Recorder's Court: This morning at 11 o'clock the Recorder entered the Court, and shortly after the Gentlemen summoned on the Sessions Grand Jury for the ensuing quarter were called over, and sworn:

Grand Jury:
Julius Bernard (Foreman)
James Clarke
Joshua Hargrave
Daniel F. Leahy
James Davis
Roger Adams
Joseph Stevelly (my 3x great grandfather, aged 29 in 1826)
John Gonnell
John Pratt
John Prendergast
John Corker
George Whately
William Smith
John Ballard
James B. Foott
Robert Honan
James Denny
John W. Topp
His Worship said he had nothing in particular to address them as Grand Jurors. They would perceive by the Dock that there were a number of prisoners in custody for the trial, and they would proceed at once to dispatch the public business. He then directed the absent gentlemen should be fined 5l each.'

The Constitution or Cork Advertiser Tuesday April 11th, 1826
'Some of the Jurors when about to be sworn, complained of the inconvenience, but the Court would not entertain the objections - it could only attend to legal issues or disability.'

'His Worship remarked that he had little to say to the Jury - they knew their duty and they would exercise it. There was one circumstance that came within his own senses namely, a most abdominal stench, which issued forth from the Fish Market - they would enquire into the cause, and have it removed as soon as possible.'

Note that the attendance of 'Gentlemen' for Jury duty was compulsory, on pain of £5 fine. In these 1826 Spring Assizes, my 2x great grandfather sat on the Jury while my 3x great grandmother from another branch of my family was convicted and transported. (Mercifully he was not actually on the Jury that heard Mary Connor's trial). In 1884, the grandson of the Juror Joseph Stevelly immigrated to New Zealand where old prejudices between the Protestants and Roman Catholic of Ireland were forgotten and all were equal in the New World.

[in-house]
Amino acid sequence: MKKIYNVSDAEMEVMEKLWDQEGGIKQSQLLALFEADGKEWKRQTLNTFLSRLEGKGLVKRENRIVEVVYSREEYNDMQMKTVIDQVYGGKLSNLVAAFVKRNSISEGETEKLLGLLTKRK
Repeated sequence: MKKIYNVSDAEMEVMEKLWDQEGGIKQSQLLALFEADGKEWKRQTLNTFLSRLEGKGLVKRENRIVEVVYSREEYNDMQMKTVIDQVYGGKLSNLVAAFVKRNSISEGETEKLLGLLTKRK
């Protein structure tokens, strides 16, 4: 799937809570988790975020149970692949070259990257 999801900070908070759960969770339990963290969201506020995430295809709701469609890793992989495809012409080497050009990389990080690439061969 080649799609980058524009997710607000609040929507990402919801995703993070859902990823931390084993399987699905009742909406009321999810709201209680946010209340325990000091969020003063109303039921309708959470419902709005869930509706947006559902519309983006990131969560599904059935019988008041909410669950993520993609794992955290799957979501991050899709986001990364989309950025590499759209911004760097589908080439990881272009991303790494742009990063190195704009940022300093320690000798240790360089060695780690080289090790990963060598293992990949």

Mary was probably kept in a Cork Gaol awaiting her trial, and afterwards while waiting for transport to Richmond Penitentiary. There were also The Cork County Gaol, various hulks, island forts, 'convict depots' and dungeons around the City and wharves where prisoners could be herded. There are no records of where prisoners were kept at any one time so we do not know where Mary was during the next 18 months until she was transported to Australia in August 1827. We can be certain however, that it was not pleasant.


Since Mary was tried in the Cork City Assizes, it seems likely that she spent at least some of her time in the City Gaol. The Constitution or Cork Advertiser 6 April 1826 p2:
City of Cork Gaol
The following highly flattering report was furnished to the City Grand Jury, by the Inspector General of Prisons:--
'This New Gaol is at length fully occupied, and I had great satisfaction in seeing the regularity with which all the details had been arranged; the best classification I had met with in any Gaol is established. The prisoners were almost all clothed, and from their demeanor and cleanliness, evinced the care of the Board of Superintendence, and the zeal and efficiency of the working Officers - the whole system reflects great credit on the City of Cork; and it is a tribute due to the Local Inspector, the Rev. Dr Quarry, to say that his clear views of Prison discipline, and his indefatigable exertions have mainly contributed to establish the order which prevails. The Gaol is erected on a good plan, though not the most modern; providing 110 cells and 13 classes, completely separated, and as soon as employment shall be provided for all those not sentenced to the Tread-mill, which the Board are about to arrange, and the schooling more extensively applied to all prisoners, I should not hesitate to say of, for I know of no Gaol system in Ireland on the whole, more worthy of example for internal management. Work for every inmate of a Prison is the great desideratum in moral government that it cannot long exist without it, and I take this opportunity of urging it strongly upon the consideration of the Board of Superintendence.